Negative and positive writing

Until Language on the Move came along, Web of Language was my favorite language-related blog. Now it’s my second-favorite … A few days ago, the blogger, Dennis Baron, Professor of English at the University of Illinois, wrote about a psychology experiment that had apparently shown that writers feeling negative are more effective writers than writers feeling positive. I don’t want to add to Professor Baron’s reflections on how to induce negativity in writers. What struck me about the study was that the researcher, Joe Forgas, Professor of Psychology at UNSW, seems to have a somewhat limited view of human emotions: “negative moods”, “neutral moods” and “positive moods” and, hey presto, we’ve captured the whole spectrum of writers’ emotions. Whatever happened to the nuances? Is a sad writer doing as well as a clinically depressed one? Is it more useful for my blog writing to be a bit melancholy or should I write from the depths of despair?

One of the sad effects of a certain form of English management-speak spreading to every corner of the globe is that it sucks the life out of the language as Don Watson noted so eloquently in Death Sentence. What do we make of a discipline such as psychology if “negative,” “neutral” and “positive’ are the height of sophistication with which to reflect on “moods”? On a recent flight to Australia, the cabin crew advised us shortly before landing that anyone “feeling unwell” should report to a flight attendant. I felt very unwell after 14 hours sitting in the same uncomfortable spot and I’m pretty sure everyone on the plane felt similarly “unwell.” No one reported to a flight attendant maybe because everyone knew that they were after flu symptoms. However, the guy two rows in front of me who had been coughing and sneezing for 14 hours didn’t report either – and I can’t blame him: if no one else of the other passengers who were clearly also “unwell” with swollen feet, queasy stomachs, stiff necks etc. felt it necessary to report their “unwellness” why should he report his?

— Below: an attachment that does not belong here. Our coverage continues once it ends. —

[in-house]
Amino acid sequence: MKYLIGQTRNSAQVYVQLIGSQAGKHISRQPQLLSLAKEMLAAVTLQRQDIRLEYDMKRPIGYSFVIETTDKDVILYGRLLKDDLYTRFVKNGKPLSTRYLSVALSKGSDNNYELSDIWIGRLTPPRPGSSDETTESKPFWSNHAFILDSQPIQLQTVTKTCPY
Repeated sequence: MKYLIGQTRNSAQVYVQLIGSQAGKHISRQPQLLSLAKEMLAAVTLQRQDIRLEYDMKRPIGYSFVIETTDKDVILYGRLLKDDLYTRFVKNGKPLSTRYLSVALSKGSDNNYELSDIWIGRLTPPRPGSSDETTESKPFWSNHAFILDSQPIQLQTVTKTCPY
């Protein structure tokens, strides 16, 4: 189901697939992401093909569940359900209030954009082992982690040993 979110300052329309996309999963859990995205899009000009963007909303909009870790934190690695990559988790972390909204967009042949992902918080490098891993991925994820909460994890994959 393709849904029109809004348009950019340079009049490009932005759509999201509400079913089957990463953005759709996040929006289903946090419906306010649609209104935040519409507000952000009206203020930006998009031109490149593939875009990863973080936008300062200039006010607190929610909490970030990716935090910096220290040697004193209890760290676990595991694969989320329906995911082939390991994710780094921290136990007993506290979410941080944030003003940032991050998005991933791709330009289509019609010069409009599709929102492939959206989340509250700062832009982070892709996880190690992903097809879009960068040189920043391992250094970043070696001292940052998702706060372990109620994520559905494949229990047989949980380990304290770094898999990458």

All this leads to the question whether the person who wrote the announcement (it was clearly read off and I’d heard it before) was “in a positive mood” when they wrote this useless statement or whether it’s just that so many writers suffer from an impoverished vocabulary?

About Ingrid Piller

Dr Ingrid Piller is Professor of Applied Linguistics at Macquarie University, Sydney, Australia. Over the course of her international career, she has also held appointments at universities in Germany, Switzerland, United Arab Emirates and USA. Ingrid’s research expertise is in Intercultural Communication, the Sociolinguistics of Language Learning and Multilingualism, and Bilingual Education. She is particularly interested in the ways in which linguistic diversity as it arises in the contexts of globalization and migration intersects with social inclusion and global justice.
This entry was posted in: Language & tourism, Recent Posts and tagged: , . Bookmark the permalink. 7,357 views

4 Responses to Negative and positive writing

  1. Boobialla says:

    Professor Forgas has a much richer (and more positive!) view of negative emotions than this post suggests. Read his own words here:
    http://www.science.unsw.edu.au/news/special-feature-the-upside-of-feeling-down/
    It’s fascinating material for anyone interested in how our moods and emotions influence not just our use of language but the way we think, the judgements we make, the effectiveness of our memory and so on. Here’s one quote:

    “It is strange indeed that the one emotion we all seem to want to avoid – sadness – can be so beneficial and useful. Equally odd, perhaps, is that the pursuit of happiness – one of the “inalienable rights” famously set down by Thomas Jefferson in the United States Declaration of Independence – can sometimes lead our clever brains so astray.